Please use this identifier to cite or link to this item: https://hdl.handle.net/2440/97083
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Type: Journal article
Title: Genetic parentage analysis confirms a polygynandrous breeding system in the European grayling (Thymallus thymallus)
Author: Haddeland, P.
Junge, C.
Serbezov, D.
Vollestad, L.
Citation: PLoS One, 2015; 10(3):e0122032-1-e0122032-12
Publisher: Public Library of Science
Issue Date: 2015
ISSN: 1932-6203
1932-6203
Editor: Wicker-Thomas, C.
Statement of
Responsibility: 
Peter Jørgen Haddeland, Claudia Junge, Dimitar Serbezov, Leif Asbjørn Vøllestad
Abstract: Knowing the breeding system of a species is important in order to understand individual variation in reproductive success. Large variation in reproductive success and thus reproductive skew strongly impacts on the effective number of breeders and thus the long-term effective population size (Ne). Fishes, in particular species belonging to the salmonid family, exhibit a wide diversity of breeding systems. In general, however, breeding systems are rarely studied in detail in the wild. Here we examine the breeding system of the spring-spawning European grayling Thymallus thymallus from a small Norwegian stream using parentage assignment based on the genotyping of 19 polymorphic microsatellite loci. In total 895 individual grayling fry and 154 mature grayling (57 females and 97 males) were genotyped. A total of 466 offspring were assigned a father, a mother, or a parent pair with a confidence of 90% or higher. Successfully reproducing males had on average 11.9 ± 13.3 (SD) offspring with on average 2.1 ± 1.2 partners, whereas successful females had on average 9.5 ± 12.8 offspring and 2.3 ± 1.5 partners. Parents with more partners also produced more offspring. Thus the grayling breeding system within this small stream revealed a polygynandrous breeding system, similar to what has been observed for many other salmonid fish species. The present study thus unambiguously corroborates a polygynadrous breeding system in the European grayling. This knowledge is critical for managing populations of this species, which has suffered significant local population declines throughout its range over the last several decades.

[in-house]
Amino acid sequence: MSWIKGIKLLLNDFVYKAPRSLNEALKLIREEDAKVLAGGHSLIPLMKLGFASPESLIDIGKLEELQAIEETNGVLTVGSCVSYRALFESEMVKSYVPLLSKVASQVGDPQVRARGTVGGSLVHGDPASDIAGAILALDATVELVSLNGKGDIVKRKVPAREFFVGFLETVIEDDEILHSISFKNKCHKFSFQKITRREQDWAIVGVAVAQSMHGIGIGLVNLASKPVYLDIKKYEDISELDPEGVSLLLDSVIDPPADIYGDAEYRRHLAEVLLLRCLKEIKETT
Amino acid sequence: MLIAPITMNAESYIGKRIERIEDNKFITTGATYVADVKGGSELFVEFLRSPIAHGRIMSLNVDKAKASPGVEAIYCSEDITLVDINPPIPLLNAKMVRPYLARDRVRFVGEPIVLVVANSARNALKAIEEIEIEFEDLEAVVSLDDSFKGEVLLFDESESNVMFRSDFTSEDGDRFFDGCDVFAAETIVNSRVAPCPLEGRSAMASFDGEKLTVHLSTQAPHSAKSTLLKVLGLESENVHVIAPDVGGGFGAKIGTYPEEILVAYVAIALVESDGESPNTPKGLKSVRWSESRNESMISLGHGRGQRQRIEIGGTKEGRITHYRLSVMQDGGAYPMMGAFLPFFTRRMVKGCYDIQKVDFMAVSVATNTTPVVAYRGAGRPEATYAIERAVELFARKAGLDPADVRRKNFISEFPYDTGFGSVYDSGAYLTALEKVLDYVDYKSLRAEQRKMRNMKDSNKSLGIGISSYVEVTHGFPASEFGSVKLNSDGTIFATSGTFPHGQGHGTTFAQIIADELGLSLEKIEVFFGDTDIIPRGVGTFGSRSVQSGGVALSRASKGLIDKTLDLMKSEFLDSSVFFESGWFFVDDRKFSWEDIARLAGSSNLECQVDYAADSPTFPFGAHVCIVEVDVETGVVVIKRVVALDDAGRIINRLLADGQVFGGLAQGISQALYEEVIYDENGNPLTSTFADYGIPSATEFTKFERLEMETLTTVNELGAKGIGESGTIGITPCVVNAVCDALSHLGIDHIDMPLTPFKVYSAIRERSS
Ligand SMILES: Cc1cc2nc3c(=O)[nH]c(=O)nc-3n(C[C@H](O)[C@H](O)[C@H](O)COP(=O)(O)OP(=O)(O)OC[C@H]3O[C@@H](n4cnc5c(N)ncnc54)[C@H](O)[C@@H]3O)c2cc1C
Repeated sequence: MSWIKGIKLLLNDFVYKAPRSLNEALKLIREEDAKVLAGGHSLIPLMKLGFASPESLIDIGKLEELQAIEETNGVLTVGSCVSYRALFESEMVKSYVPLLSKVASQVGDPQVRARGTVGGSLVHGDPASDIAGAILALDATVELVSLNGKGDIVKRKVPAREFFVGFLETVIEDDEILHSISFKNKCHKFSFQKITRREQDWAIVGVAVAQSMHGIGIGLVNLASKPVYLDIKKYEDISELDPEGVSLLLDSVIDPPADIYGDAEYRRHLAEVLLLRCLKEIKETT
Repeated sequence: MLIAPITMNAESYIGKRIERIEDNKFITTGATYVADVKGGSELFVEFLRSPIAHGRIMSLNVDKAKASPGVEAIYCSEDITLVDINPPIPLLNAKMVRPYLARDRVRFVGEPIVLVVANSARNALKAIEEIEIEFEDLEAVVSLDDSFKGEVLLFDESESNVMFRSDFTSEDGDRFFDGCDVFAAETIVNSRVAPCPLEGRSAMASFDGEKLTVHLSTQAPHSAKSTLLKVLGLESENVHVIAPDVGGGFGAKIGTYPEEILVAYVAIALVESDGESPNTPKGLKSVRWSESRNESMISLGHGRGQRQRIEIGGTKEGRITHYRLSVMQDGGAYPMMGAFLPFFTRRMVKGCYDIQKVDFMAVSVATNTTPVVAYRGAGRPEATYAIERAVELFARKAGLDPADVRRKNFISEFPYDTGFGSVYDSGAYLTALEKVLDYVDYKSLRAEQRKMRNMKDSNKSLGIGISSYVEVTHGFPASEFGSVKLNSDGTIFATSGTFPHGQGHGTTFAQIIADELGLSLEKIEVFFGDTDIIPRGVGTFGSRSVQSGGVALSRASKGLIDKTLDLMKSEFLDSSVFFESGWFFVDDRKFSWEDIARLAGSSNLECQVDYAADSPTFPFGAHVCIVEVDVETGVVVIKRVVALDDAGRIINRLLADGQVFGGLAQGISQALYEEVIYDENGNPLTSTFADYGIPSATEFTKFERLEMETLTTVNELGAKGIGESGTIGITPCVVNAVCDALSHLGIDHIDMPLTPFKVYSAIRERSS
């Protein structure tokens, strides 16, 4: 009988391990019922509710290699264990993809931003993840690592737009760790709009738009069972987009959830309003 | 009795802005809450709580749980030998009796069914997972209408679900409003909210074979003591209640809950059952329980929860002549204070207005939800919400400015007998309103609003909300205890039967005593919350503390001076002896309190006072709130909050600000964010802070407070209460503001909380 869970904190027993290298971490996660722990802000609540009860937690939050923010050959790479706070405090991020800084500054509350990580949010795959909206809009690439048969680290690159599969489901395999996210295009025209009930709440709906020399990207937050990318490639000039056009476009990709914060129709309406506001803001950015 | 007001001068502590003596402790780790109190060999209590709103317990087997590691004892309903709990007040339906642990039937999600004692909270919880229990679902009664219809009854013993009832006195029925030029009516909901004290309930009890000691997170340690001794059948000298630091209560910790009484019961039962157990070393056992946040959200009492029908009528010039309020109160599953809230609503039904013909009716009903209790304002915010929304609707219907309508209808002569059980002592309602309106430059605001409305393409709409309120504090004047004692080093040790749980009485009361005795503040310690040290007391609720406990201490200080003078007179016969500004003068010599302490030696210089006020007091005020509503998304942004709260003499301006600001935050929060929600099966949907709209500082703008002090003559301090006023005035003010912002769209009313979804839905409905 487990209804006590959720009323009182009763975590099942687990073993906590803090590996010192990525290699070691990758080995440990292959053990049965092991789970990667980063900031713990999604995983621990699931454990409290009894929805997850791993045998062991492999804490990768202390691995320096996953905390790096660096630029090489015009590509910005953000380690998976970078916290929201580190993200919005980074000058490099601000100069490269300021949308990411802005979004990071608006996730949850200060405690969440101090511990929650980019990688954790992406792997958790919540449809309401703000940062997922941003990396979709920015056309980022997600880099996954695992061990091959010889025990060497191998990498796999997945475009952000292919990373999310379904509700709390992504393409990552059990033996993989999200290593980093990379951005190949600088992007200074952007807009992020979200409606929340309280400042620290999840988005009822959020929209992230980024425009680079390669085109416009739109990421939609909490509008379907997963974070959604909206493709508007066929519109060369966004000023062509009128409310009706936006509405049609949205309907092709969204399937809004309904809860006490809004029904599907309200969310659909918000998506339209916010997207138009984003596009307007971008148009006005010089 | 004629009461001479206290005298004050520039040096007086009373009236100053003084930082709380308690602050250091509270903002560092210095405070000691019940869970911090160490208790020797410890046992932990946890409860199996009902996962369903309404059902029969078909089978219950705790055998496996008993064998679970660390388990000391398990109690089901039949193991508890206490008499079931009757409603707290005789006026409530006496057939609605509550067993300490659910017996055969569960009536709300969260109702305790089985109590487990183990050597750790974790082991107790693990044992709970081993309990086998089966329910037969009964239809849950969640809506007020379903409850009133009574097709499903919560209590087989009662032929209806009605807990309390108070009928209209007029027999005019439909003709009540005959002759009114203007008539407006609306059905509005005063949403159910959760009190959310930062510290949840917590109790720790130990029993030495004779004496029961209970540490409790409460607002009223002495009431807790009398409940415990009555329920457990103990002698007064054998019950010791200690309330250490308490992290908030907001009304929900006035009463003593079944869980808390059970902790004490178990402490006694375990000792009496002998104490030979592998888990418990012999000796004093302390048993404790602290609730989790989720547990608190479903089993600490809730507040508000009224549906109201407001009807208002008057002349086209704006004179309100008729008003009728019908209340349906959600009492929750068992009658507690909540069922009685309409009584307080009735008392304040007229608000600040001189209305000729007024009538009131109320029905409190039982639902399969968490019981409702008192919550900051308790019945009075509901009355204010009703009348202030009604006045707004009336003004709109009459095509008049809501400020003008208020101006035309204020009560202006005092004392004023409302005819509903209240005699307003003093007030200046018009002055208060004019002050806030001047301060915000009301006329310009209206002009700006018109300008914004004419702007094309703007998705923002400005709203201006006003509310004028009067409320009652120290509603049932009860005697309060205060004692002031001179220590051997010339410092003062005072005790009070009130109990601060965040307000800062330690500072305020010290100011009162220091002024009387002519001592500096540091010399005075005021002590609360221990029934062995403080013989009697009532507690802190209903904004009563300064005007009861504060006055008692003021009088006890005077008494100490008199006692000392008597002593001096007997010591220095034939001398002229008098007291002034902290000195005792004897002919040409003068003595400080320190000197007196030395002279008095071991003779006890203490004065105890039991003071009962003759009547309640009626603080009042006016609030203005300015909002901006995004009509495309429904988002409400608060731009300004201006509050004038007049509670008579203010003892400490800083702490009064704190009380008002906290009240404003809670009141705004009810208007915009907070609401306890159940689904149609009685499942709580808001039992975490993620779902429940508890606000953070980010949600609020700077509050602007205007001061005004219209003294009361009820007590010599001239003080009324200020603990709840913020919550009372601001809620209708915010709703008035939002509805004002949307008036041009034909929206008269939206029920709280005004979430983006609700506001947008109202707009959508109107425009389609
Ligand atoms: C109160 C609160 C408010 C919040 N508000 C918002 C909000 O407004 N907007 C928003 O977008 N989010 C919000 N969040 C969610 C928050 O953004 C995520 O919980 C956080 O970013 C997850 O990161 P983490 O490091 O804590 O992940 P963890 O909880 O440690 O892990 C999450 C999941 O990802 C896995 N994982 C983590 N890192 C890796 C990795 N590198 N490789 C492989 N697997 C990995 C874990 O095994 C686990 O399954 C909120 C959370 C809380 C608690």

Keywords: Animals
Salmonidae
Breeding
Microsatellite Repeats
Female
Male
Genetic Variation
Genetic Loci
Rights: © 2015 Haddeland et al. This is an open access article distributed under the terms of the Creative Commons Attribution License, which permits unrestricted use, distribution, and reproduction in any medium, provided the original author and source are credited
DOI: 10.1371/journal.pone.0122032
Appears in Collections:Aurora harvest 7
Ecology, Evolution and Landscape Science publications

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